The National Restaurant Association's (NRA) comprehensive index of restaurant activity -- the Restaurant Performance Index (RPI) -- softened for the fourth straight month to reflect a decline in sales and traffic levels. The RPI declined 0.3% to 100.2. Despite the recent declines, an index above the 100 level represents expansion.
The RPI is watched by livestock analysts as the restaurant sector represents a large portion of meat consumption. Softening of the index is a concern for domestic meat demand, although a reading above 100 signals the economy isn't curtailing demand significantly.
"The RPI's September decline was due in large part to softer same-store sales and customer traffic readings, which were down from stronger levels in August," said Hudson Riehle, senior vice president of the Research and Knowledge Group for NRA. "In addition, restaurant operators' confidence in the economy continued to deteriorate, which was likely due to the fact that the government shutdown and debt ceiling debates occurred during the midst of the survey's October fielding period."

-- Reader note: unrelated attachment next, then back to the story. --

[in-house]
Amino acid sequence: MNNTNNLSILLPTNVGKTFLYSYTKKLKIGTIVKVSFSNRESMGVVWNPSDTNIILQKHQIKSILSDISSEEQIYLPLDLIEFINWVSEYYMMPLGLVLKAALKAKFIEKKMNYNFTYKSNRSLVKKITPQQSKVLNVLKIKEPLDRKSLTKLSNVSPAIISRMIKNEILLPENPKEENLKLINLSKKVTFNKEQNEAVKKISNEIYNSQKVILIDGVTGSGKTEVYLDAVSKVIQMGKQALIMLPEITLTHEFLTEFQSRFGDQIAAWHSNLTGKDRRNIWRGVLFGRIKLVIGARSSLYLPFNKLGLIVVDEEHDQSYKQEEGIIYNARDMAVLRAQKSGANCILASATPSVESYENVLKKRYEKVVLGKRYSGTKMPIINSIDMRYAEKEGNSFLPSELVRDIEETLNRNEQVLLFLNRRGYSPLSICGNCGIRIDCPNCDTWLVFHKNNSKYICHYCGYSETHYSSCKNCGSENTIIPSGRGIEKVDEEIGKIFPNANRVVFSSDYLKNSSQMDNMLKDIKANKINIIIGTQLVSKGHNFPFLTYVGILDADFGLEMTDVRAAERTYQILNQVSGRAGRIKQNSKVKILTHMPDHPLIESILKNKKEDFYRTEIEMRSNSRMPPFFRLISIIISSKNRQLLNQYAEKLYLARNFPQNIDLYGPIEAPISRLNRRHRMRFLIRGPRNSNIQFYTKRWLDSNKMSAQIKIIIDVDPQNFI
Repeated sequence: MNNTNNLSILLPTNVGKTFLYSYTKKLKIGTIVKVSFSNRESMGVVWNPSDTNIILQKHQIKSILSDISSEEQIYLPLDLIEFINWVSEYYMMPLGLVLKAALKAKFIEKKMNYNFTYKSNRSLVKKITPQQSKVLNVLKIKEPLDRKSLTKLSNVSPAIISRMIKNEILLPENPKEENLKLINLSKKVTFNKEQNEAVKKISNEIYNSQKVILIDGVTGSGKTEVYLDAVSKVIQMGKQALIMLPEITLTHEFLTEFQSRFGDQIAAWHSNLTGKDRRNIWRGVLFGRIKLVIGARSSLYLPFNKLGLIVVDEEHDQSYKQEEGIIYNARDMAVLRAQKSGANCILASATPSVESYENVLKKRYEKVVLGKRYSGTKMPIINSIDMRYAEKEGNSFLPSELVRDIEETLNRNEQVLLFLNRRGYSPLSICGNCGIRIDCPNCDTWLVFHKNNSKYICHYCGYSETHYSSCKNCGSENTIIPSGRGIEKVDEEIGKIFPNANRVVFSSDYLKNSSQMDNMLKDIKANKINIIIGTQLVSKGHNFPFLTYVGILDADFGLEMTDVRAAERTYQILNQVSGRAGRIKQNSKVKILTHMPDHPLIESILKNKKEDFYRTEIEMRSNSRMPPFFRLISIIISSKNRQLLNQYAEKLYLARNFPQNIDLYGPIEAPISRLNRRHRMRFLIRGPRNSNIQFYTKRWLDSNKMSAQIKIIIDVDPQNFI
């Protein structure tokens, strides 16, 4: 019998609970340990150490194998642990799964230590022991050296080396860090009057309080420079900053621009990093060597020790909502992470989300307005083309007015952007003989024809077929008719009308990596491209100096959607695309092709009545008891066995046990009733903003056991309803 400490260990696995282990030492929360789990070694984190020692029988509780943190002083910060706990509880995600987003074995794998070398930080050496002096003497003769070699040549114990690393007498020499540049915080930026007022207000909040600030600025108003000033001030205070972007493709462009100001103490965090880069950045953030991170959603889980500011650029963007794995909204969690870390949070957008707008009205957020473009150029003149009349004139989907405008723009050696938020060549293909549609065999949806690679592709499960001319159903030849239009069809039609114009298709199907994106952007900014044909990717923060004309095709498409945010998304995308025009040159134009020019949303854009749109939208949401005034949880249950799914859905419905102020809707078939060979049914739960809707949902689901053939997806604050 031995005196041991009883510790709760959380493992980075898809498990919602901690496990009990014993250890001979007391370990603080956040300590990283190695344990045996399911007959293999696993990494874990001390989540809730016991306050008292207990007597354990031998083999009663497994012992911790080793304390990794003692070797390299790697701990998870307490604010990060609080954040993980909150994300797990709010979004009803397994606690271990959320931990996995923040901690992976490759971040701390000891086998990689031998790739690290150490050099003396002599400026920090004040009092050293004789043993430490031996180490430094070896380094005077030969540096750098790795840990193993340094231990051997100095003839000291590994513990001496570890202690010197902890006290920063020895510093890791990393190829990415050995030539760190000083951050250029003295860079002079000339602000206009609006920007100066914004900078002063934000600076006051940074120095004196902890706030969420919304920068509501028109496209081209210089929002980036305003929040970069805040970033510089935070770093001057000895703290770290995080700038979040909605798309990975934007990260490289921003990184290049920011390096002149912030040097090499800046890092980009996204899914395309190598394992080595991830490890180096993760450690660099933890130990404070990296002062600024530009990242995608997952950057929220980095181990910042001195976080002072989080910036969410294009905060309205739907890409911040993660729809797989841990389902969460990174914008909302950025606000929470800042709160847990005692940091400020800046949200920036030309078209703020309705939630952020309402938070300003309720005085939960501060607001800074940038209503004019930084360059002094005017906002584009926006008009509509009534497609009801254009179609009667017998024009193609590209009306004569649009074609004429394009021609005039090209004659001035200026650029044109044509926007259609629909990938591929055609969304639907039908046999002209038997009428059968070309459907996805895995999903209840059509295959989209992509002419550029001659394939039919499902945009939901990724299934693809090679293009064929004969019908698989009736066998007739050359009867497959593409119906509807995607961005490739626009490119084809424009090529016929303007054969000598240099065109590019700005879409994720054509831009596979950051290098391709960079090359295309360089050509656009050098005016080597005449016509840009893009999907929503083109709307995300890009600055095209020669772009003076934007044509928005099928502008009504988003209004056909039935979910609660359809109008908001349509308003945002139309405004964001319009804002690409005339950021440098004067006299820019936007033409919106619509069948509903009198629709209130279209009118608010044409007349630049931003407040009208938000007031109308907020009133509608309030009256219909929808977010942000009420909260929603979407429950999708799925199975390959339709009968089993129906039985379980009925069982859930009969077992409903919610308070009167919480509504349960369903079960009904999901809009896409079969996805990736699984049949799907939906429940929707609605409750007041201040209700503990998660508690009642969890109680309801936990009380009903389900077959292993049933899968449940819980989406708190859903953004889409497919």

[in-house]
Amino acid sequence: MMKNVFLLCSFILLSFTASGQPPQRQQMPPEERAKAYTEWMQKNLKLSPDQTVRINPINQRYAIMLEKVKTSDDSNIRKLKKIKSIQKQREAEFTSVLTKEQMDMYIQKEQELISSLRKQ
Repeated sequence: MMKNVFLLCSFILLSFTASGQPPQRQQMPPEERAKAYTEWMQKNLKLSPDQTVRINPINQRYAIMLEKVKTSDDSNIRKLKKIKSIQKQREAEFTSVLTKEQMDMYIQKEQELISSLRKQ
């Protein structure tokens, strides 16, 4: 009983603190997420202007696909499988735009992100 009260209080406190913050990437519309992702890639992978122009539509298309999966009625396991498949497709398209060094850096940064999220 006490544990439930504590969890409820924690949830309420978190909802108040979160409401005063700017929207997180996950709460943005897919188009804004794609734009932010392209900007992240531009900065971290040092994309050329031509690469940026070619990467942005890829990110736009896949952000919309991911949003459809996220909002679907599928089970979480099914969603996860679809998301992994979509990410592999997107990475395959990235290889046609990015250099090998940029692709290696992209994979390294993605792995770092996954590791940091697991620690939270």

Meanwhile, The Conference Board earlier this week reported its consumer confidence index declined sharply in October. The index now stands at 71.2, down from 80.2 the previous month. Lynn Franco, Director of Economic Indicators at The Conference Board said the deterioration in the index is the result of the federal government shutdown and debt-ceiling crisis. Franco said while the shutdown was temporary, confidence is likely to remain volatile for the next several months due to the temporary nature of the current resolution.